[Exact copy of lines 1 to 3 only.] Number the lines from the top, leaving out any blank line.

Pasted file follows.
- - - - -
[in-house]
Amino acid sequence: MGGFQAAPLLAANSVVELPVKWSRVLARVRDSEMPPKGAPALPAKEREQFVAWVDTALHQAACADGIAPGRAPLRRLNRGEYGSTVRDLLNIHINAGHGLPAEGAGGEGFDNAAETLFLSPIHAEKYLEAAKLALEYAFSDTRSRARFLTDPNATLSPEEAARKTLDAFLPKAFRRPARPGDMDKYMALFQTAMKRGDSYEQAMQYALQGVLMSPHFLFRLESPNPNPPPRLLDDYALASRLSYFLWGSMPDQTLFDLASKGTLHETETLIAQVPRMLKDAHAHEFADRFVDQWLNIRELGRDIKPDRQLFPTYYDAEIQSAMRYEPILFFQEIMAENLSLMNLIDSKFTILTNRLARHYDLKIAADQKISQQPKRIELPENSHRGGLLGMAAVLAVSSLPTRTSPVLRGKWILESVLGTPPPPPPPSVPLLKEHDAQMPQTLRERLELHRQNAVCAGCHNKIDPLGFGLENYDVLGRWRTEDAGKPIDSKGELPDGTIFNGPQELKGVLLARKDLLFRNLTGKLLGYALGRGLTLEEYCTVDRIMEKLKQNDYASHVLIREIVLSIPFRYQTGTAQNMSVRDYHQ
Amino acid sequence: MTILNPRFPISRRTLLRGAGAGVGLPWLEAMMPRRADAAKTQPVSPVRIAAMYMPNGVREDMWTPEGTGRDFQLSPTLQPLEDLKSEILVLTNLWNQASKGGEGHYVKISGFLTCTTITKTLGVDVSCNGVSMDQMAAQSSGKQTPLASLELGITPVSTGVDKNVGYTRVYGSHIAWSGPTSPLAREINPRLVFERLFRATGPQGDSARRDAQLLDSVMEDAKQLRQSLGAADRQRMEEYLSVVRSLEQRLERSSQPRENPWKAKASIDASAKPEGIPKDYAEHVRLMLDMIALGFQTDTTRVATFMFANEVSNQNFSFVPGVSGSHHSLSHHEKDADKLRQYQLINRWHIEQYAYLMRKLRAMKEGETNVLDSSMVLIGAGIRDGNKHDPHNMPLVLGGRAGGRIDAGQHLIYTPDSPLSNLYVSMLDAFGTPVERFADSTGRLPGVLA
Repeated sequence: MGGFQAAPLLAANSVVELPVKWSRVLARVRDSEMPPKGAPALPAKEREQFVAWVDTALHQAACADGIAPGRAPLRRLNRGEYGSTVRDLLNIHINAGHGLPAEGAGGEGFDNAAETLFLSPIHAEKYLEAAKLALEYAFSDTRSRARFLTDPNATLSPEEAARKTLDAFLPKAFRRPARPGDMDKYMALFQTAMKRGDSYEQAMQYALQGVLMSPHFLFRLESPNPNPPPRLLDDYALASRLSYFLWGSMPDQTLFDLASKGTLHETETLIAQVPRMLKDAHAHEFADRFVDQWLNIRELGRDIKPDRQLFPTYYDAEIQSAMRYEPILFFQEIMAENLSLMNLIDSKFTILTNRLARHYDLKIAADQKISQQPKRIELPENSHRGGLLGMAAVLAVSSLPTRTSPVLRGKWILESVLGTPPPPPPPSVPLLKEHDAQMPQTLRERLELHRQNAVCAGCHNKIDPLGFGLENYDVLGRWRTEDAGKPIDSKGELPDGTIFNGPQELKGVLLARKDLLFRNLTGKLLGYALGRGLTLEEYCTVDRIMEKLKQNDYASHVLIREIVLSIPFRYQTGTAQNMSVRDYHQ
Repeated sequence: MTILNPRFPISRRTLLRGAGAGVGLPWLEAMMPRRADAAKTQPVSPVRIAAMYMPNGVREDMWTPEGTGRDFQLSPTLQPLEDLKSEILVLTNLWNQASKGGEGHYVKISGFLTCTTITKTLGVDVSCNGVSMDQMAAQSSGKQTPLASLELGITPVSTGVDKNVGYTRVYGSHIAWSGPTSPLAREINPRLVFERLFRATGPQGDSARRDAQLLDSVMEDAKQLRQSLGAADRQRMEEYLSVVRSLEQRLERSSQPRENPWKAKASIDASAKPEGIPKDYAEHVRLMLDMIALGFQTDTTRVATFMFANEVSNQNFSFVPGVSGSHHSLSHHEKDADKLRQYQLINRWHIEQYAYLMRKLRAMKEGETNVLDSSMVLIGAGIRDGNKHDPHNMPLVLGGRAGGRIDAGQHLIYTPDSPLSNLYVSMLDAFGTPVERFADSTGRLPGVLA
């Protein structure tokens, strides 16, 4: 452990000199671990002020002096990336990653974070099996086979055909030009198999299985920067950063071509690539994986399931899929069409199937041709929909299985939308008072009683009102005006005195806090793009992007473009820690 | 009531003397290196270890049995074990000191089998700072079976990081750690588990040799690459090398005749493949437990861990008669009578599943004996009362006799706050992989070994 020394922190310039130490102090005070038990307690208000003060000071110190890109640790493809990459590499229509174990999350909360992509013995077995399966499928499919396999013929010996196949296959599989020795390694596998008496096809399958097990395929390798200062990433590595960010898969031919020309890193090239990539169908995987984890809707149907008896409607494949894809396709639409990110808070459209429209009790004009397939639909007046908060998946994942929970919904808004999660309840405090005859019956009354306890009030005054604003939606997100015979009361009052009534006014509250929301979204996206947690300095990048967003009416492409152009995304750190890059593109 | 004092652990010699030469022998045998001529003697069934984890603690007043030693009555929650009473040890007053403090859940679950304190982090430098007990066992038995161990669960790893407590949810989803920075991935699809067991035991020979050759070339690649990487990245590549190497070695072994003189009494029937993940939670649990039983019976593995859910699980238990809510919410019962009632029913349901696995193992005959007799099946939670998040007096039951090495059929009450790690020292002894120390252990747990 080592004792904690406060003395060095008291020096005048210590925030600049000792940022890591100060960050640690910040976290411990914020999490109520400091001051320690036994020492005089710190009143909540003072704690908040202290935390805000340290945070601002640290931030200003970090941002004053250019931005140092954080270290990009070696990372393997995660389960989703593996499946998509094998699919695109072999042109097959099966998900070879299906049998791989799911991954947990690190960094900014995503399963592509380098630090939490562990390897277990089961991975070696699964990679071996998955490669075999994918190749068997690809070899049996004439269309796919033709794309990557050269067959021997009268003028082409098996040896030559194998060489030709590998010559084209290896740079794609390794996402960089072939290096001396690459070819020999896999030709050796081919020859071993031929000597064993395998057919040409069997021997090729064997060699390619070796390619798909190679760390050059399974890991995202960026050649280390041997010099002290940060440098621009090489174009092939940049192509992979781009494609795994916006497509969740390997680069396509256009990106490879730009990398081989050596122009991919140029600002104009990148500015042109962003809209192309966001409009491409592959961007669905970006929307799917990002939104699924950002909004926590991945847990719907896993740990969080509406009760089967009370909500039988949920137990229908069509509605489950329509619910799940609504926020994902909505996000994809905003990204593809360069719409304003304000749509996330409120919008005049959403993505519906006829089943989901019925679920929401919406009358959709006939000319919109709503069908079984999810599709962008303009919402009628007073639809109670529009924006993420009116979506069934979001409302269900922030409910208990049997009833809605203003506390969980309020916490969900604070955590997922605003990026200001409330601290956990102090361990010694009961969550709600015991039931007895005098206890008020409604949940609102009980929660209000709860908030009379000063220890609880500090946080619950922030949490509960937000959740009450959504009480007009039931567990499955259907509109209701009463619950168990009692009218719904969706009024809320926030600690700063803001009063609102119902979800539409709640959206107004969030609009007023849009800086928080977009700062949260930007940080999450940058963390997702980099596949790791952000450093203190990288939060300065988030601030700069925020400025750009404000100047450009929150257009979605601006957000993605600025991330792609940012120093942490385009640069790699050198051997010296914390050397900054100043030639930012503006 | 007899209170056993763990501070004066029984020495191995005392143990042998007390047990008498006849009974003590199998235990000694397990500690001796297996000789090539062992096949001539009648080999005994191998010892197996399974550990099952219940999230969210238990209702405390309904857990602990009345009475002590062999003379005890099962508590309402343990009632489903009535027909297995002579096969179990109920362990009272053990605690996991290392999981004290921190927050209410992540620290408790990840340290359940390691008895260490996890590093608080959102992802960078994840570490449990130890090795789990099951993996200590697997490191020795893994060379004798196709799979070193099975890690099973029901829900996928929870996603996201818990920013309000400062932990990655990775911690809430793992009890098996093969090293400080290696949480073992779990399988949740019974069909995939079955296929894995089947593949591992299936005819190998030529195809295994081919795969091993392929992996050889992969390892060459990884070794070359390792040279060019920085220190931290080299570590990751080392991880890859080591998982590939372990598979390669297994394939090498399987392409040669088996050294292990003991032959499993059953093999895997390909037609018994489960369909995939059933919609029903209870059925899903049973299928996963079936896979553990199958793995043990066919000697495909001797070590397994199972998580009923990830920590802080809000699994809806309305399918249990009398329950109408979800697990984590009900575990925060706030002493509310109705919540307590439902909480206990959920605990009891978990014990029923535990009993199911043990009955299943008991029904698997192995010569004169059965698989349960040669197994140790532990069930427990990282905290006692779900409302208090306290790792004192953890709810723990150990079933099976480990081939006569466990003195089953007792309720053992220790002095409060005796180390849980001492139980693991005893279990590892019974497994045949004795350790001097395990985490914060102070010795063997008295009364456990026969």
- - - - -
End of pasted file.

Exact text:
[in-house]
Amino acid sequence: MGGFQAAPLLAANSVVELPVKWSRVLARVRDSEMPPKGAPALPAKEREQFVAWVDTALHQAACADGIAPGRAPLRRLNRGEYGSTVRDLLNIHINAGHGLPAEGAGGEGFDNAAETLFLSPIHAEKYLEAAKLALEYAFSDTRSRARFLTDPNATLSPEEAARKTLDAFLPKAFRRPARPGDMDKYMALFQTAMKRGDSYEQAMQYALQGVLMSPHFLFRLESPNPNPPPRLLDDYALASRLSYFLWGSMPDQTLFDLASKGTLHETETLIAQVPRMLKDAHAHEFADRFVDQWLNIRELGRDIKPDRQLFPTYYDAEIQSAMRYEPILFFQEIMAENLSLMNLIDSKFTILTNRLARHYDLKIAADQKISQQPKRIELPENSHRGGLLGMAAVLAVSSLPTRTSPVLRGKWILESVLGTPPPPPPPSVPLLKEHDAQMPQTLRERLELHRQNAVCAGCHNKIDPLGFGLENYDVLGRWRTEDAGKPIDSKGELPDGTIFNGPQELKGVLLARKDLLFRNLTGKLLGYALGRGLTLEEYCTVDRIMEKLKQNDYASHVLIREIVLSIPFRYQTGTAQNMSVRDYHQ
Amino acid sequence: MTILNPRFPISRRTLLRGAGAGVGLPWLEAMMPRRADAAKTQPVSPVRIAAMYMPNGVREDMWTPEGTGRDFQLSPTLQPLEDLKSEILVLTNLWNQASKGGEGHYVKISGFLTCTTITKTLGVDVSCNGVSMDQMAAQSSGKQTPLASLELGITPVSTGVDKNVGYTRVYGSHIAWSGPTSPLAREINPRLVFERLFRATGPQGDSARRDAQLLDSVMEDAKQLRQSLGAADRQRMEEYLSVVRSLEQRLERSSQPRENPWKAKASIDASAKPEGIPKDYAEHVRLMLDMIALGFQTDTTRVATFMFANEVSNQNFSFVPGVSGSHHSLSHHEKDADKLRQYQLINRWHIEQYAYLMRKLRAMKEGETNVLDSSMVLIGAGIRDGNKHDPHNMPLVLGGRAGGRIDAGQHLIYTPDSPLSNLYVSMLDAFGTPVERFADSTGRLPGVLA